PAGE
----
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Recent research from the specialist IT cybersecurity distributor found that more than a third (36%) of IT leaders believe that attacks becoming more sophisticated and targeted in nature will be the biggest disrupter of the cybersecurity sphere over the next five years*. For this reason, experts at Distology are predicting 2023 will be a year of consolidating cybersecurity solutions to ensure organisations are protected.
Some of the top trends in 2023, according to Distology, include:
•Reassessing cybersecurity solutions post-pandemic: Email security, cloud security, API, XDR and even backup and recovery solutions all need to be reassessed now that hybrid working is here to stay and the cyber threats are more dynamic now. Setting up simple rule-based security protocols isn’t enough to keep up with the threats of today, let alone the future. The winning formula builds on traditional defences with artificial intelligence, human intelligence (SOC based analysts), and user communities all combining together to create organisation-specific context.
•Preparing to recover will be key: Over the last three years, the way people work, shop and spend has changed considerably so, if it hasn’t been done already, organisations should be putting time in to explore disaster recovery, business continuity and cyber incident response policies and procedures. Aside from documentation, IT leaders should also be considering the support they have lined up for cyber incident response. Solutions such as Check Point or WithSecure help put out fires and can even go as far as helping organisations to get back up and running after an attack. After any form of cyberattack, recovering systems is crucial, so organisations should also consider having a backup and recovery solution (and even better, a backup and recovery service, like Harbor Solutions) in place, otherwise IT leaders are on their own when it comes to recovering systems.
•Quality over quantity: Although it’s clear IT leaders will have to shift their focus in 2023, this doesn’t necessarily mean spending more on cybersecurity solutions. Instead, they need to ensure they have enough of the right technology and services in place to help protect the business and help it recover should the worst occur. Organisations considering making changes to their cybersecurity strategy need to have identity and access management at the top of their agenda, as everything flows from here. Reviewing email security platforms is also important as phishing is getting more sophisticated by the day, ransomware attacks are costing hundreds of thousands and dark web cybercrime-as-a-service are increasingly easy and cost effective to subscribe to (“Splunk Data Security Predictions 2023). For this reason, organisations should be ensuring that their cybersecurity platform investments incorporate artificial intelligence and human intelligence as much as possible, as this will deliver more holistic protection and assistance should an attack or breach occur. Lastly, IT organisations should also ensure their business leaders are prepared on all fronts – business risk management now firmly sits in the digital domain as much as the physical. This means knowing what solutions are in place, what part they play in a business continuity plan, how well-trained people are and how well planned the organisation’s response to incident and recovery is.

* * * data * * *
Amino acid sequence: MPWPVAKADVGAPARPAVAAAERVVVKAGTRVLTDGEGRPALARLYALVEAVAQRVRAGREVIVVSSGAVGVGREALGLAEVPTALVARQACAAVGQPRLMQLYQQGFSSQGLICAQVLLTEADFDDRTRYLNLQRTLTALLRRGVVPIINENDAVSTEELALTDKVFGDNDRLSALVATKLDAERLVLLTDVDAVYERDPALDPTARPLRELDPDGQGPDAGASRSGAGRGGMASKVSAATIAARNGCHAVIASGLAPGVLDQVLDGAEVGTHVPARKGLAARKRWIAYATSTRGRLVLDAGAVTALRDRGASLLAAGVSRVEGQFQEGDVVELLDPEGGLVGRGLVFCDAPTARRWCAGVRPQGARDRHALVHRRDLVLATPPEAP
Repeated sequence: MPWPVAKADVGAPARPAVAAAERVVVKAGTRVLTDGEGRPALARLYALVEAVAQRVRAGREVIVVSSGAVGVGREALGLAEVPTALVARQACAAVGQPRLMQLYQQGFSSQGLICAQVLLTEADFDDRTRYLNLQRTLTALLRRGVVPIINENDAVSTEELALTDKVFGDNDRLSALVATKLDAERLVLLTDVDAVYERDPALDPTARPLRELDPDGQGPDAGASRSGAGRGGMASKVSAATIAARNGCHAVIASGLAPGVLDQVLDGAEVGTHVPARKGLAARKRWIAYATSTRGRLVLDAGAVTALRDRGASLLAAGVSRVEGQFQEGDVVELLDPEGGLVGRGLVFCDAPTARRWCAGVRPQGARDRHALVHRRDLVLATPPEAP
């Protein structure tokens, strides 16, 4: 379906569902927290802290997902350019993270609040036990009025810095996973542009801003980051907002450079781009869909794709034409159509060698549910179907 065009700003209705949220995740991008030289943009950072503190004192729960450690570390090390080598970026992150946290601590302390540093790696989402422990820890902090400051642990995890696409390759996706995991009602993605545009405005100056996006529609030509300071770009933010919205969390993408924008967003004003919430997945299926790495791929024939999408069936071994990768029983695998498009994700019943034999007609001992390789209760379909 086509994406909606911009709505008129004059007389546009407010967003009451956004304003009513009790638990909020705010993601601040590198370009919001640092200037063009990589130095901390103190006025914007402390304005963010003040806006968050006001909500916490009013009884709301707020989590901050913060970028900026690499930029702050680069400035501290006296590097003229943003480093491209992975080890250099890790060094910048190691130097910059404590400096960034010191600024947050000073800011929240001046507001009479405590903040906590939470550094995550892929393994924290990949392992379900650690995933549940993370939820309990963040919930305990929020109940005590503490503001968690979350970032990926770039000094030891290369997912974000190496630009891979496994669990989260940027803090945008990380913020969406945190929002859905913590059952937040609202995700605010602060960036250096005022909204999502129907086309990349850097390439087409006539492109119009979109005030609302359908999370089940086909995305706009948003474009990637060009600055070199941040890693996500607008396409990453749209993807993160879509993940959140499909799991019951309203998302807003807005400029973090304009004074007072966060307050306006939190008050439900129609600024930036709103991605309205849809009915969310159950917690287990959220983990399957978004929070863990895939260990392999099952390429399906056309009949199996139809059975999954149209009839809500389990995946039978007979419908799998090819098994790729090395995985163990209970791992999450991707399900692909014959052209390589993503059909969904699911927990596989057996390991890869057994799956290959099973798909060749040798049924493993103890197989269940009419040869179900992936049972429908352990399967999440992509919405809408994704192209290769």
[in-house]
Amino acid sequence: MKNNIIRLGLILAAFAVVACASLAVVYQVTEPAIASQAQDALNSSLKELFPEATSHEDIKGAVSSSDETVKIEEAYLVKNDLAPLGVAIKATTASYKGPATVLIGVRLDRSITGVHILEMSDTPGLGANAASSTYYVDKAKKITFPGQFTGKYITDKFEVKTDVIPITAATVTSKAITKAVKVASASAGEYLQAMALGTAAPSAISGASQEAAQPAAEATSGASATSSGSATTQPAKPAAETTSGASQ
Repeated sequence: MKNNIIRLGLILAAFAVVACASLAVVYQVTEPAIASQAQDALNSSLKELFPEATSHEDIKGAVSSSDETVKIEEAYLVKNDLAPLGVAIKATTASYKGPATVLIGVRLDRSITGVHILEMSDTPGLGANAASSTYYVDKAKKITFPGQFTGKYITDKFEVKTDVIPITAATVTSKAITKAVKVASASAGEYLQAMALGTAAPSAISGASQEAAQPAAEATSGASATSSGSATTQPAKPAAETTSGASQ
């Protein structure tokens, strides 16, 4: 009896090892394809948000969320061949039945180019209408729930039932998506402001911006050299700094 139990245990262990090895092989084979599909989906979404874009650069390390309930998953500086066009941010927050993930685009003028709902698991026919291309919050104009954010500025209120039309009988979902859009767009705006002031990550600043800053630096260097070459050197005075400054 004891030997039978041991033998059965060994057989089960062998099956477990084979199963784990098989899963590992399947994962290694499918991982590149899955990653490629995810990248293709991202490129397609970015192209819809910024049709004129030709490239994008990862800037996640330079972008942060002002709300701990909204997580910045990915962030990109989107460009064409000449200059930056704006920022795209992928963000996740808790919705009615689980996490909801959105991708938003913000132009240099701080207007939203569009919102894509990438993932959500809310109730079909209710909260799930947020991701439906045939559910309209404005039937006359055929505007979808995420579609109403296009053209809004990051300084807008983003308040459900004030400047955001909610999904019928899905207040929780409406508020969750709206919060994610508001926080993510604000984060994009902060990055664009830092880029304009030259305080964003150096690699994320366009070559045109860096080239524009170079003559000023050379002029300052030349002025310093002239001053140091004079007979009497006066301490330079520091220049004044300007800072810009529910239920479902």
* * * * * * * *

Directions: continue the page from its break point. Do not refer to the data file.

•Increased legislation: As the world gets used to the new ways of working, legislation is having to adapt. The UK’s National Cyber Security Centre (NCSC) has already revised its Cyber Essentials+ programme and the EU has also released some guidance around cyber recovery, which will help inform and prepare organisations should they need to recover from an attack. Over the next 12 months, the industry will start to see these legislations and restrictions trickle down in to their organisation, while IT leaders will face more pressure when it comes to supply chain cybersecurity management and assurances – this is where, in the UK, Cyber Essentials+ will really help. Many organisations will need ISO27001 compliance, or at least alignment, and, if operating within or with US companies, SOC2 is a must. New, SME-centric, innovative security compliance automation platforms, like Drata, will help organisations ensure they’re compliant with updated legislations on an ongoing basis. These platforms also offer a high level of efficiency.
“As we enter the new year, there will be a need across the board for general revisions to cybersecurity strategies and policies to ensure organisations are protected and prepared in 2023”.
“Ultimately there will be new cybersecurity threats appearing in 2023 which IT leaders need to be prepared for. However, the biggest threat will always be the well-meaning insider – whether it’s something silly they do, or they’re compromised by a threat actor, the focus is to breach organisations via their people. With cyber resilience high on the agenda, the second level of threat is top-down organisational readiness. To achieve this, cybersecurity needs to form part of all organisational culture in the same way that physical security has for decades”.
“For this reason, it’s positive to see that legislation, guidance and training is changing to align with the ever-evolving threat landscape. When it comes to legislations, there are some which are in place which we’ve grown used to, such as ISO27001 and UK-GDPR, and these give organisations clear guidance on what they need to do to protect themselves, their people, their customers and their data from breaches, so the upgrades to legislation will only bolster this understanding,” comments Lance Williams, chief product officer at Distology.